Having a shelf stable salve poses many benefits. Not only does it enable you to use the healing properties of the herbs outside of their season, but it allows you to make salves in batches, saving time and resources. Knowing how to extend the life of your salve can enable you to experiement with different recipies without the fear of the oils going rancid before you’re able to use them.
Extend the shelf life of your salve by adding 1%-5% vitamin E oil. The antioxidants will prevent the fat from oxidizing or going rancid in your salve. Additionally, keeping it stored in a cool dark location within a sterilized dark jar will further prevent damage from bacteria growth and ultraviolet rays, keeping the salve preserved for up to 2 years.
In addition to Vitamin E OIl and storage, there are several other ingredients to add that can help to slow the growth of bacteria and help your salve to last longer. As an antioxidant, vitamin E prevents oxidation (the chain reaction of cellular degeneration); however, antioxidants don’t stop bacteria from growing. Bacteria cannot grow in oil itself; however, through its usage, bacteria has plenty of opportunities to contaminate the salve. To help combat bacteria growth consider adding beeswax, tea tree oil, grapefruit seed extract, rosemary oil extract, or other essential oils with antibacterial properties to help reduce the chances of growing mold.
Ingredient Options to Prolong a Salve’s Shelf-life
As a staple ingredient in many salves, Beeswax has many benefits other than its anti-inflammatory and skin healing properties including its antibacterial properties. Beeswax has been documented to be one of the earliest known preservatives, dating back to the ancient Egyptians.
Use at a ratio of 1 part beeswax to 4 parts to oils depending on the desired thickness. Keep in mind other carrier oils used (if they are solid or liquid at room temperature) along with final use (if salve is used for wound healing or dry skin) and adjust accordingly.
Vitamin E Oil
Not only is Vitamin E oil excellent at keeping the skin moisturized and reducing the appearance of scars, but it also extends the shelf life of your salve by helping to preserve the oil. Vitamin E oil is not technically a preservative, rather an antioxidant. Antioxidants help reduce the breakdown of oils by preventing the oxidation of free radicals. The damage of the deteriorating free radicals is what causes the oil to go rancid. Vitamin E contains tocopherols, a group of compounds that help maintain the freshness as they stop the chain reaction of cellular degeneration.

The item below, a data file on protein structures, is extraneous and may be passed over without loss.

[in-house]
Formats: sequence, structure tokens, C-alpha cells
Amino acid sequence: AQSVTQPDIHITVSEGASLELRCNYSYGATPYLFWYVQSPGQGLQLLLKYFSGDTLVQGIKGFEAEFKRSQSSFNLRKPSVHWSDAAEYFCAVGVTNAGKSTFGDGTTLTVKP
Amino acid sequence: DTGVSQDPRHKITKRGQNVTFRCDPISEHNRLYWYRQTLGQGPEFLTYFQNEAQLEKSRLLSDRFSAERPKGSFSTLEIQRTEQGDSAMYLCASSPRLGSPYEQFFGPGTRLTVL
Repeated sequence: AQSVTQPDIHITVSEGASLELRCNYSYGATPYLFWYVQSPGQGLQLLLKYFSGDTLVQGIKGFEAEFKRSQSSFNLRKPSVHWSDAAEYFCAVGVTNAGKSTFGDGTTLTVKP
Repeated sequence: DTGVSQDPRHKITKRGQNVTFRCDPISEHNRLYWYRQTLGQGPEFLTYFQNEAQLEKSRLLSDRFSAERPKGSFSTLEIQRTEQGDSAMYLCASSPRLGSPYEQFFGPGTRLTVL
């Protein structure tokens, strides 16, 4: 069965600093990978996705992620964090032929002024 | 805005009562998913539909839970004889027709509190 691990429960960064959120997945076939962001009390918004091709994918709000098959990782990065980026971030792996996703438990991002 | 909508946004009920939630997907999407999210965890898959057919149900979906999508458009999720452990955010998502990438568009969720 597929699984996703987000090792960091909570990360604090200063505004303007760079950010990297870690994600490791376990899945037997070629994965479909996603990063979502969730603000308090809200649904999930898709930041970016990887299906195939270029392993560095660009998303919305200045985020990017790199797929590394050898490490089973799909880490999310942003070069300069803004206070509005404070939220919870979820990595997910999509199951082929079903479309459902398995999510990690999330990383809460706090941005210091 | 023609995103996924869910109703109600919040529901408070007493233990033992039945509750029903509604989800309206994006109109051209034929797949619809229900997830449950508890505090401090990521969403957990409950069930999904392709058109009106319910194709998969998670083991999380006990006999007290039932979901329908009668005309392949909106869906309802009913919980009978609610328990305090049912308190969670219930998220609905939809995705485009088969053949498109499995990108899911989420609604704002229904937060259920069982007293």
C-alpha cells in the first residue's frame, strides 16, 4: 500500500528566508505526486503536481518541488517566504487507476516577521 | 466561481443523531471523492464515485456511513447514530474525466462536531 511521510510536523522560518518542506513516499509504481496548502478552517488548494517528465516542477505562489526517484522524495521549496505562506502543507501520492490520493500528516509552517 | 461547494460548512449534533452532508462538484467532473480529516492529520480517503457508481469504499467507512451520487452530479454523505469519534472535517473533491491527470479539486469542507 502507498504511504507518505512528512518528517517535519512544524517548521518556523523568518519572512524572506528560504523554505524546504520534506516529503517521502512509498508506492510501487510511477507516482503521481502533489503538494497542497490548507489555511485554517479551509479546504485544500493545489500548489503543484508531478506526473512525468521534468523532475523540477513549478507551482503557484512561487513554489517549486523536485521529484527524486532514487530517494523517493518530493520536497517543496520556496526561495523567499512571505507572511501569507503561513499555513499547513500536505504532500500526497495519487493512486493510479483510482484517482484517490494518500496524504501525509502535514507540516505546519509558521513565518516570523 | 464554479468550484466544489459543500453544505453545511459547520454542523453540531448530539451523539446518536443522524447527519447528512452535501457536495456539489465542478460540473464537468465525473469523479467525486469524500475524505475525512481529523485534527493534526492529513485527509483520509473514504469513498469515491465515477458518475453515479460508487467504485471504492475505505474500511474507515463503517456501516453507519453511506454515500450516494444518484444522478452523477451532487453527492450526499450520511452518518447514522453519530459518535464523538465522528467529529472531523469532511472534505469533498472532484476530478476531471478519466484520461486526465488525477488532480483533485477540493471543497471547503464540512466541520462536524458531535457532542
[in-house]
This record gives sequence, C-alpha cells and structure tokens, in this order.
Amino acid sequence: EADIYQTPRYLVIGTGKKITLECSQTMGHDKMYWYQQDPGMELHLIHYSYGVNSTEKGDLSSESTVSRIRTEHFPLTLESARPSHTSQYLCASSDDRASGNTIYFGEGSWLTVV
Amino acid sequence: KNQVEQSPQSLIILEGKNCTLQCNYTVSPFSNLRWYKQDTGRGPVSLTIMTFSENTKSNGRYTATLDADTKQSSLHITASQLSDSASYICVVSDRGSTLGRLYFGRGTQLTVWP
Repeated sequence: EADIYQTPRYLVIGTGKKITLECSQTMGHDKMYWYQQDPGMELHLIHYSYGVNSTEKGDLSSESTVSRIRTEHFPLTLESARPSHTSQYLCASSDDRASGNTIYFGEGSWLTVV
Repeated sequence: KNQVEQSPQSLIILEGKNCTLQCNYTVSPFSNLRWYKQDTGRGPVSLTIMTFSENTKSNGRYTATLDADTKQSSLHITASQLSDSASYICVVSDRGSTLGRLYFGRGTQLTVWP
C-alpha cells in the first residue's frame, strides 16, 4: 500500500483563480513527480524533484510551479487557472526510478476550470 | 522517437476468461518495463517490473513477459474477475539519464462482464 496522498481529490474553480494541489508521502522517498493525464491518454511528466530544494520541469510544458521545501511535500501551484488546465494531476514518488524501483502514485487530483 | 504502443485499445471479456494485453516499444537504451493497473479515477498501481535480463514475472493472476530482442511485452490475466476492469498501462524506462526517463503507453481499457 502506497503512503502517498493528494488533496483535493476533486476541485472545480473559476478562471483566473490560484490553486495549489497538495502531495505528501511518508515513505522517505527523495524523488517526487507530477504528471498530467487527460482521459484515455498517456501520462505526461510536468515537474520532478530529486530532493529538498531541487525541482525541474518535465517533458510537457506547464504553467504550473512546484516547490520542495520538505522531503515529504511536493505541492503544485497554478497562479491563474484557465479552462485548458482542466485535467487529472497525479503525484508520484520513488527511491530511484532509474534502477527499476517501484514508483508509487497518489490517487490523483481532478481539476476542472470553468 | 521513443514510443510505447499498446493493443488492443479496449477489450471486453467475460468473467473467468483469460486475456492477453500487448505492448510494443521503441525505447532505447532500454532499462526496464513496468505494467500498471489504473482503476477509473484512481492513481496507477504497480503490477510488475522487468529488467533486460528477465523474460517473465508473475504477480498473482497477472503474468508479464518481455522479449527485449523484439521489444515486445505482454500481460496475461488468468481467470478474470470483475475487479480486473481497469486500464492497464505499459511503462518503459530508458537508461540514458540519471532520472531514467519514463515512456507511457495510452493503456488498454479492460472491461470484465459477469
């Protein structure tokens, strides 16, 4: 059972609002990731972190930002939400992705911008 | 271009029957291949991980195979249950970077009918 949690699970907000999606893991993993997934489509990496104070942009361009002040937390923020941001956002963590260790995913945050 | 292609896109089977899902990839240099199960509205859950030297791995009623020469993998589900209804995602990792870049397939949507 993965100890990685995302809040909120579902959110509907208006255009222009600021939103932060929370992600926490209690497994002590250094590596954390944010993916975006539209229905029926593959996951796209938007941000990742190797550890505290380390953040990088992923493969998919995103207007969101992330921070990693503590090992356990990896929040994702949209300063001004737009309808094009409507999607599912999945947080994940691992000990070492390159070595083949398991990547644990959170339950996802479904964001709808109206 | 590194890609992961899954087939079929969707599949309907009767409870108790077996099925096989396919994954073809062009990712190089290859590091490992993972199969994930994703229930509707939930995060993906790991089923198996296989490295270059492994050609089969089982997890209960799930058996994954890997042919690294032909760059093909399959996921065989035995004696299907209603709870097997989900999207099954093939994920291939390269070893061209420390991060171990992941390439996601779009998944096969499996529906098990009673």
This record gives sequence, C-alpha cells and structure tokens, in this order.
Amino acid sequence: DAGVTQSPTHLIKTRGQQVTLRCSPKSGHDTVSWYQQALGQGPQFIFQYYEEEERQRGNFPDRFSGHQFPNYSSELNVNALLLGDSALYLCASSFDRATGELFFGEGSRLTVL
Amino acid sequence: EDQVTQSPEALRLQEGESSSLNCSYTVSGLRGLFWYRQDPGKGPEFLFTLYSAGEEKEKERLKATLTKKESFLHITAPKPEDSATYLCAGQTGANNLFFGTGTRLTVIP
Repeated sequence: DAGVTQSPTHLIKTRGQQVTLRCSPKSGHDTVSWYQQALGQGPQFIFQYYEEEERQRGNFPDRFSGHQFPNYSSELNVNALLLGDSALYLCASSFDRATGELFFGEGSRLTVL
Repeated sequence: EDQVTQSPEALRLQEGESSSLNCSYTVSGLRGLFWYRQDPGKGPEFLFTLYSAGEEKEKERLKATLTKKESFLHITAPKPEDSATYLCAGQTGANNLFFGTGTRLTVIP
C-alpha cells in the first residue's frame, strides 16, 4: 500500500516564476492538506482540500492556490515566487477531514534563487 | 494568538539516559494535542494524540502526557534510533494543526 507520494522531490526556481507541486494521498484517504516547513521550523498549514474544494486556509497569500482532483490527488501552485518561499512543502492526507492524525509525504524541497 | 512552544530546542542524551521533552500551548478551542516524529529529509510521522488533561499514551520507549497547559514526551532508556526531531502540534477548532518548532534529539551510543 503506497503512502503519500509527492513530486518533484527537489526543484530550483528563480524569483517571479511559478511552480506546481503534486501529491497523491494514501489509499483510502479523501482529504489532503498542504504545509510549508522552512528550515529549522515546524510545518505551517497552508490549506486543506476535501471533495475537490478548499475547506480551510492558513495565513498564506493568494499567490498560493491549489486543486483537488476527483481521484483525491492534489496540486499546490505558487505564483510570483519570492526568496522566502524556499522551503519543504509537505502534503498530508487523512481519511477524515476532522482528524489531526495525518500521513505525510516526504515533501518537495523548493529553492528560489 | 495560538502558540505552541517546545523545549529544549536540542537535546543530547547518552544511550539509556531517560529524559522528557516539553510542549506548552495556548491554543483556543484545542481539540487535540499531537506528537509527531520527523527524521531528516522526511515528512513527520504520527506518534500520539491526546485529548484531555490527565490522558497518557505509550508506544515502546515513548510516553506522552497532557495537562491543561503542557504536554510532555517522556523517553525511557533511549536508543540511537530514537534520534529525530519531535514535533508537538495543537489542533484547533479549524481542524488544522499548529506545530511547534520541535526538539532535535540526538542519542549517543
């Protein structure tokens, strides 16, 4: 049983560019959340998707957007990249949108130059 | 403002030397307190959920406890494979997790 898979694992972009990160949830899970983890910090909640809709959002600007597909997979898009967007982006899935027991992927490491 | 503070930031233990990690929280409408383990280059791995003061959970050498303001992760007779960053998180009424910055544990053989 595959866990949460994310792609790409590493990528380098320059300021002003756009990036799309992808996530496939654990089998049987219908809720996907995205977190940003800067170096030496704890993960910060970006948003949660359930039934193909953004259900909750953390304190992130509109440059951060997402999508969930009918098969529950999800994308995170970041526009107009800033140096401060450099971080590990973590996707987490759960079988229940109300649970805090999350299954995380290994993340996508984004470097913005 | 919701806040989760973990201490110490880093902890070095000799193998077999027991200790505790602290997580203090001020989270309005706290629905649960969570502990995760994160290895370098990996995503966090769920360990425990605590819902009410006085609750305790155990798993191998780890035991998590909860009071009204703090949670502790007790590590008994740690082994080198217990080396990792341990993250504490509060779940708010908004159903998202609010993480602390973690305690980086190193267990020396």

The ratio for Vitamin E oil in a salve at 1% or higher, 1% is about 1/2 teaspoon for every cup of infused oil. Many herbalists say 4% is the perfect percentage to add in order to extend the shelf life but I found 2% to be enough to keep oxidation down and give the oil the added moisturizing benefits.
Tea Tree Oil
Tea tree is nice to include in salves due to its natural effects in decreasing inflammation along with its antifungal and antibacterial abilities. It is said to have to be at a concentration of 5% or higher to be utilized as a preservative; however, even as low as .5% can help to keep the skin remain healthy and can play a role in inhibiting the growth of bacteria.
.5% Tea tree oil equals about 1/4 teaspoon per cup of infused oil plus the 1 ounce beeswax from the recipe below. 5% Teatree is about 2 and 3/4 teaspoons. Keep in mind Tea Tree Oil can be a skin irritant.
Tea tree will be a defense against deterioration and infestation within the products. However, for tea tree oil to be effective as a preservative, the concentration needs to be 5% or more.Olsen, Cynthia. “Tea Tree Oil: A Natural Ingredient for the Body Care and Cosmetics Industries.” By Region Community Directory, byregion.byregion.net/articles-healers/Tea_Tree_Oil.html.
Grapefruit Seed Extract
Grapefruit Seed Extract is another potent antioxidant, antifungal and antimicrobial that is used to stop bacteria and fungus from growing. Like Vitamin E Oil, grapefruit seed extract also contains tocopherols which are protective compounds and a strong defense in fighting oxidation.
Ensure the grapefruit seed extract is extracted in oil rather than water or glycerin. This will allow it to be mixed in the salve.
Add to the salve at the ratio of 0.5-5%.
Rosemary Oil Extract
Rosemary is a natural stabilizer. It helps to preserve the finished product through its phenolic compounds. Rosemary prevents oxidation and microbial contamination.
In general preservation, keep the rosemary oil between .15-5% (1) Ensure product used in rosemary oil extract opposed to rosemary essential oil.
Tips for Preserving Salves
- Wash your hands and sterilize the jars. While this seems like a little basic, this simple act will dramatically keep bacteria at a minimum and reduce the contaminants in your salve that could lead the product to have a shorter life span
- Ensure all utensils and herbal media used in preparing the salve are completely dry. The introduction of water to oil can encourage bacteria growth and cause the herbal salve to rot.
- Use dried herbs instead of fresh herbs when making the infused herbal oil. this further ensures all water is gone and will be one extra step in ensuring mold doesn’t grow.
- Use a dark jar. The less sunlight and air that has contact with the salve, the longer the oils will last. Amber glasses offer the best protection against UV light, however, cobalt jars also provide better protection than clear. Clear jars may protect from UVB light but still allows UVA light to enter through. If no dark jar is available, cover the jar with some paper.